std::make_reverse_iterator(i), str.rend(),
best_so_far);
// test for even-length palindrome
updateBest(i + 1, str.end(),
std::make_reverse_iterator(i), str.rend(),
best_so_far);
}

// then, loop from midpont to beginning of string (but stop
// when there's no room for a bigger palindrome)
for (auto i = str.rbegin() + halfway;  i + best_so_far.length()/2 < str.rend();  ++i) {
// test for odd-length palindrome
updateBest(i.base(), str.end(),
i, str.rend(),
best_so_far);
// test for even-length palindrome
updateBest(i.base(), str.end(),
i + 1, str.rend(),
best_so_far);
}

return best_so_far;
}

}

int main()
{
for (std::string s: { "",
"forgeekskeegfor",
"abc abc",
"forgeeksskeeg",
"geeksskeegfor" }) {
auto palindromeStr = longestPalindrome(s);
std::cout << "Found palindrome of length " << palindromeStr.size()
<< " in " << s << ": " << palindromeStr << '\n';
}
}

• How should I know when to declare a function static ? – coder Sep 20 '18 at 9:11
• If you don't intend a function to be used by any other translation unit (≅ implementation file), then it's a good candidate for the anonymous namespace or static. – Toby Speight Sep 20 '18 at 9:15

You can avoid checking every string by growing the substring on both ends. That way you can quit the inner for loop as soon as the substring isn't a palindrome anymore and use the previous iteration's substring as the palindrome.

if(input_str.empty())return 0;
size_t largest = 1; //if string is not empty then the first character is always a palindrome.
size_t start = 0;
std::string_view view = input_str; //create string view to avoid casting each substr call.
for (int center = 1; center < str.length(); center++)
{
//even length palindromes
for (int j = 1; center - j >= 0 && center + j < str.length(); j++)
{
if (center - j < 0 || center + j >= str.length() || !isPalindrome(view.substr(center - j, center + j)))
{
int length = 2*(j-1);
if(length > largest){
start = center - j;
largest = length;
}
break;
}
}

//odd length palindromes
for (int j = 1; center - j >= 0 && center + j + 1 < str.length; j++)
{
if (center - j < 0 || center + j + 1 >= str.length() || !isPalindrome(view.substr(center - j, center + j + 1)))
{
int length = 2*(j-1) + 1;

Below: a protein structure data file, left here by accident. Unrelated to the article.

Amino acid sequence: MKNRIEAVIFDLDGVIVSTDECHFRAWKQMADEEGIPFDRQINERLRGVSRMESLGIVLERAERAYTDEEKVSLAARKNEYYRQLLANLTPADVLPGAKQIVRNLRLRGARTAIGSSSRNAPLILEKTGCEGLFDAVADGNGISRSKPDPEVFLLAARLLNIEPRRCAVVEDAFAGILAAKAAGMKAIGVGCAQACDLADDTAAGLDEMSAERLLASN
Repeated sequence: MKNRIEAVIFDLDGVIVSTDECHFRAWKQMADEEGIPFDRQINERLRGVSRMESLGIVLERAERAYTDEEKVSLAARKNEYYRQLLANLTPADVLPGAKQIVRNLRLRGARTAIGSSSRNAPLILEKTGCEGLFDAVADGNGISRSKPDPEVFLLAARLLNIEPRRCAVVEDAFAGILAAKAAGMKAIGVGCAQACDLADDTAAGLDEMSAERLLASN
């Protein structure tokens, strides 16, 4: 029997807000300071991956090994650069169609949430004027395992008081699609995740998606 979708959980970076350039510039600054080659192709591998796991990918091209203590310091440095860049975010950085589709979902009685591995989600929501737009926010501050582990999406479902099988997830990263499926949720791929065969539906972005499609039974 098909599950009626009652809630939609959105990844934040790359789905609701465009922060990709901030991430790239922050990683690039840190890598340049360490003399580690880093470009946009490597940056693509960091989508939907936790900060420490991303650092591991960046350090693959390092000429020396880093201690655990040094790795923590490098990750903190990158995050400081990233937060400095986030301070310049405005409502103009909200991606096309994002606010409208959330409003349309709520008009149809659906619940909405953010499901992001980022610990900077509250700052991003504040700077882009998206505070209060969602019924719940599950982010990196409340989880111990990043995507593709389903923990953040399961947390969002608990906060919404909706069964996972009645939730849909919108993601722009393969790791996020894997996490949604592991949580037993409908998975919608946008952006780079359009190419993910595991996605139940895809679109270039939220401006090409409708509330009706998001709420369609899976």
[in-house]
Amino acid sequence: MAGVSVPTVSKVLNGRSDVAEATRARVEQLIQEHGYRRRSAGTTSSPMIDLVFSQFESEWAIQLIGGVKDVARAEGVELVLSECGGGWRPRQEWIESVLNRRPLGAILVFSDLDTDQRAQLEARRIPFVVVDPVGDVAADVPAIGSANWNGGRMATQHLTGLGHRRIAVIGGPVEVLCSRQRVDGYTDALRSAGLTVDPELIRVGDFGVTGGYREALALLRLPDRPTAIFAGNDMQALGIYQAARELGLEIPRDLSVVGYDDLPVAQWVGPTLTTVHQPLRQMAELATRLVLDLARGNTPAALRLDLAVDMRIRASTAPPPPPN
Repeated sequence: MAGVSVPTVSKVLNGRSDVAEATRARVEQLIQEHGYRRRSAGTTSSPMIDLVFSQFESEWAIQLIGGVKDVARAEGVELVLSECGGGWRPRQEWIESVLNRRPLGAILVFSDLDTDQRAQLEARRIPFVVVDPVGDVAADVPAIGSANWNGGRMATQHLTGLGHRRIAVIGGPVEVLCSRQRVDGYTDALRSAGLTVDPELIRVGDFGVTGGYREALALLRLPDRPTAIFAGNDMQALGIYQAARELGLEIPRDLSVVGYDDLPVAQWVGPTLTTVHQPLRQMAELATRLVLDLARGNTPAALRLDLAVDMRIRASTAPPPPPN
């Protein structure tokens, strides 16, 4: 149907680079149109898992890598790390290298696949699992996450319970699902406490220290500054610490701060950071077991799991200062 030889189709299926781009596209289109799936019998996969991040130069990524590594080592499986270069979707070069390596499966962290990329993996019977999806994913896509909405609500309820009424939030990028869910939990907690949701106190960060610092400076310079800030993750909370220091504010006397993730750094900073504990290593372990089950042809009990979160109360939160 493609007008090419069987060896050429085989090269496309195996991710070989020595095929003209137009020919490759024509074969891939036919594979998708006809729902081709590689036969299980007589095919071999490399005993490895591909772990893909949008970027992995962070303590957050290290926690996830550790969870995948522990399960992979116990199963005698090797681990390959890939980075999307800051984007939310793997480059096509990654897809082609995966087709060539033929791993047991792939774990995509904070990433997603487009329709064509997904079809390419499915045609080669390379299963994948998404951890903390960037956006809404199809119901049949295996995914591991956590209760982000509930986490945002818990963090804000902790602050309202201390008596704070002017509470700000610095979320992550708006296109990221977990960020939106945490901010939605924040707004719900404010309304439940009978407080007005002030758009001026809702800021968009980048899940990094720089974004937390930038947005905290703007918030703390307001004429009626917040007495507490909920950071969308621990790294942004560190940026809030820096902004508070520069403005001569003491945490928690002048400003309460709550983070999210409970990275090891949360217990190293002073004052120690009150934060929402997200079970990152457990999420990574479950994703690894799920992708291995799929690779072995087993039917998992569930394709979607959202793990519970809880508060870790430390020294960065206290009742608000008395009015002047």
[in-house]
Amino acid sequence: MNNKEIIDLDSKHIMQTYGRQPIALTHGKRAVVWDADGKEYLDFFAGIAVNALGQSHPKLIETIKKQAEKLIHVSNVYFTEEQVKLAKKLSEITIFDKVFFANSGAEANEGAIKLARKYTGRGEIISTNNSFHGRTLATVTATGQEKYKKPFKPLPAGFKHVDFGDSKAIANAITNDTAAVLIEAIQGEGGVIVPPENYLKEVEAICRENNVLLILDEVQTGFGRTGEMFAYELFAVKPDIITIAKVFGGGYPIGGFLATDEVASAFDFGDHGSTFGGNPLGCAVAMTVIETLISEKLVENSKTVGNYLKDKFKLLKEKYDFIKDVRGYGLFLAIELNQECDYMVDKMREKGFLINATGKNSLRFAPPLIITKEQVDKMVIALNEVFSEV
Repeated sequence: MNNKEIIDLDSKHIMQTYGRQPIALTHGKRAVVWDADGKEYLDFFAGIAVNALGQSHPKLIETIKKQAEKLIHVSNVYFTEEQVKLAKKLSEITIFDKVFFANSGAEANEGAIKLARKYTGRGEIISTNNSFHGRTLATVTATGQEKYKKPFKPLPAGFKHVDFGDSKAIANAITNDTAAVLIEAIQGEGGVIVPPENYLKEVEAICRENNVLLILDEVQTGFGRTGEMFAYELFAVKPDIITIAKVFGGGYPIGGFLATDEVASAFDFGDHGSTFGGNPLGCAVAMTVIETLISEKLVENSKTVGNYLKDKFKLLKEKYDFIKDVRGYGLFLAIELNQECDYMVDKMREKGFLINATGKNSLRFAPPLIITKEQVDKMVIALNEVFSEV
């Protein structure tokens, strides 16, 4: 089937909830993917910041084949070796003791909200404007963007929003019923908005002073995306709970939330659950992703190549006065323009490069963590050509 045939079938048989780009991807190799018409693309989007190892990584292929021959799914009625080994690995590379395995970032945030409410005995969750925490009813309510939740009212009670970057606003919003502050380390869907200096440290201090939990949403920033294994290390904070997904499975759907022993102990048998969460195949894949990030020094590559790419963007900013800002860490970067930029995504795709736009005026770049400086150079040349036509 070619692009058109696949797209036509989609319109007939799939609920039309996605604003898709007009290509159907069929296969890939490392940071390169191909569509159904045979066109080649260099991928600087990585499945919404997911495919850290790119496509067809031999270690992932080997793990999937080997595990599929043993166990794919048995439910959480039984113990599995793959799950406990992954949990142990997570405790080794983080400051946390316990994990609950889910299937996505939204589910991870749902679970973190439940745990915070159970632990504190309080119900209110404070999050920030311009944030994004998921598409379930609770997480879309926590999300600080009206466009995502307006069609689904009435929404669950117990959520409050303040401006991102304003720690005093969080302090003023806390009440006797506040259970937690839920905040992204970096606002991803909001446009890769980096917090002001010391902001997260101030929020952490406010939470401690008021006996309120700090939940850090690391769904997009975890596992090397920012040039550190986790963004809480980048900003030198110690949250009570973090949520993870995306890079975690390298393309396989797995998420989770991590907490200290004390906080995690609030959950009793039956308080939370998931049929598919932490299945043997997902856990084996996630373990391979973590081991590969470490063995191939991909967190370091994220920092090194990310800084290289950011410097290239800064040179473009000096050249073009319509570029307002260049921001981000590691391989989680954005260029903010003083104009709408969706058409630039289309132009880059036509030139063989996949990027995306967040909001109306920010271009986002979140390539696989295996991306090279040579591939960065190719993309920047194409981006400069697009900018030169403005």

if(length > largest){
start = center - j;
largest = length;
}
break;
}
}
}


Also I use std::string_view to pass to isPalindrome to avoid allocating a new strings every time. std::string_view creates a view into the string and taking the substring of it is a constant time operation with no allocations.

• A further improvement is to start center from the middle of the input string and work towards both ends - you can stop when there aren't enough characters before the end to accommodate a longer palindrome than your current best. That does make the code longer, but some of that can be reduced again when you eliminate duplication. – Toby Speight Sep 19 '18 at 16:37
• This is the insight that people are really looking for during an interview. – Tilo Sep 19 '18 at 17:56

I suppose that a little optimization could be done by changing the way the substrings are extracted from the main string: the iterations should start from the original string itself and then continue by subtracting characters.

In this way the first time isPalindrome() returns true, the palindrome is the longest one.

Here is a little edit to your longestPalindrome function:

int longestPalindrome(std::string& str, std::string& palindromeStr)
{
for (int len = str.length(); len > 1; len--)  // One-char strings can't be considered as palindromes...
{
for (int j = 0; j <= str.length() - len; j++)
{
std::string sub = str.substr(j, j + len);
if (isPalindrome(sub))
{
palindromeStr = sub;
return len;
}
}
}
return 0; // It is not a palindrome...
}


I suggest restricting to one loop, flatting the rest. I used the C++17's feature "If statement with initializer" to limit the scope of the variable "current".

#include <algorithm>
#include <iostream>
#include <string>
#include <string_view>

bool is_palindrome(std::string_view str) {
return std::equal(str.cbegin(), str.cbegin() + str.size()/2, str.crbegin());
}

std::string_view longest_palindrome(std::string_view str)
{
auto offset = str.cbegin();
auto size = str.size();

while(size > 0) {
if (std::string_view current = {offset, size}; is_palindrome(current)) return current;
if (offset + size >= str.cend()) { offset = str.cbegin(); --size; }
else ++offset;
}
return {};
}

int main()
{
for (std::string str: { "", "forgeekskeegfor", "abc abc", "forgeeksskeeg", "geeksskeegfor", "kayak" }) {
auto palindrome = longest_palindrome(str);
std::cout << "Found palindrome of length " << palindrome.size()
<< " in " << str << ": " << palindrome << '\n';
}
}